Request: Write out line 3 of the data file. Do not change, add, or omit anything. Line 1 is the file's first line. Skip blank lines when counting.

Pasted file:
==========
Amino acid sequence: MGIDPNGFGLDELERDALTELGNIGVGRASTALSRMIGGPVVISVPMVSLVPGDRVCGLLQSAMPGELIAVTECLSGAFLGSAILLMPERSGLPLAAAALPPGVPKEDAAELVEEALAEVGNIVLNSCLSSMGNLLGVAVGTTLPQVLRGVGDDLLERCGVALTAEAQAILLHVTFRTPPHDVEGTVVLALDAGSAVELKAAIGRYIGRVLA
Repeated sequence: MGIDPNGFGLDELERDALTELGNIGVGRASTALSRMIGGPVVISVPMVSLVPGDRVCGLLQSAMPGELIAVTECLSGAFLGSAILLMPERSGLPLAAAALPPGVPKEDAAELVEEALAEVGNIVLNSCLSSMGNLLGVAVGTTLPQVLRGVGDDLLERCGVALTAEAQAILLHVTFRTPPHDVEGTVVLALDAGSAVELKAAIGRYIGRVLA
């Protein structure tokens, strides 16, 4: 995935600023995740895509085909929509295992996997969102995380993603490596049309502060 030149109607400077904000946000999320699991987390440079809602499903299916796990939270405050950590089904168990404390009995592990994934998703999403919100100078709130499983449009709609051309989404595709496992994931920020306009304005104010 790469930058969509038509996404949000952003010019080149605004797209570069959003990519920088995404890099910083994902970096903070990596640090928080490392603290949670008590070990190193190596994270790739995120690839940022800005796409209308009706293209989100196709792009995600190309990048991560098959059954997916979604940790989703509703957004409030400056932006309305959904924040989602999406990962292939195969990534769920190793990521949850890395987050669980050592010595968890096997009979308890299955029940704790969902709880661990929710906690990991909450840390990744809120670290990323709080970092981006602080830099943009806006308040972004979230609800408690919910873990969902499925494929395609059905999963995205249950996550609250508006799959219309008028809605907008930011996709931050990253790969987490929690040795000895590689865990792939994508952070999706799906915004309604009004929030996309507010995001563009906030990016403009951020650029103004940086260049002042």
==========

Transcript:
């Protein structure tokens, strides 16, 4: 995935600023995740895509085909929509295992996997969102995380993603490596049309502060 030149109607400077904000946000999320699991987390440079809602499903299916796990939270405050950590089904168990404390009995592990994934998703999403919100100078709130499983449009709609051309989404595709496992994931920020306009304005104010 790469930058969509038509996404949000952003010019080149605004797209570069959003990519920088995404890099910083994902970096903070990596640090928080490392603290949670008590070990190193190596994270790739995120690839940022800005796409209308009706293209989100196709792009995600190309990048991560098959059954997916979604940790989703509703957004409030400056932006309305959904924040989602999406990962292939195969990534769920190793990521949850890395987050669980050592010595968890096997009979308890299955029940704790969902709880661990929710906690990991909450840390990744809120670290990323709080970092981006602080830099943009806006308040972004979230609800408690919910873990969902499925494929395609059905999963995205249950996550609250508006799959219309008028809605907008930011996709931050990253790969987490929690040795000895590689865990792939994508952070999706799906915004309604009004929030996309507010995001563009906030990016403009951020650029103004940086260049002042």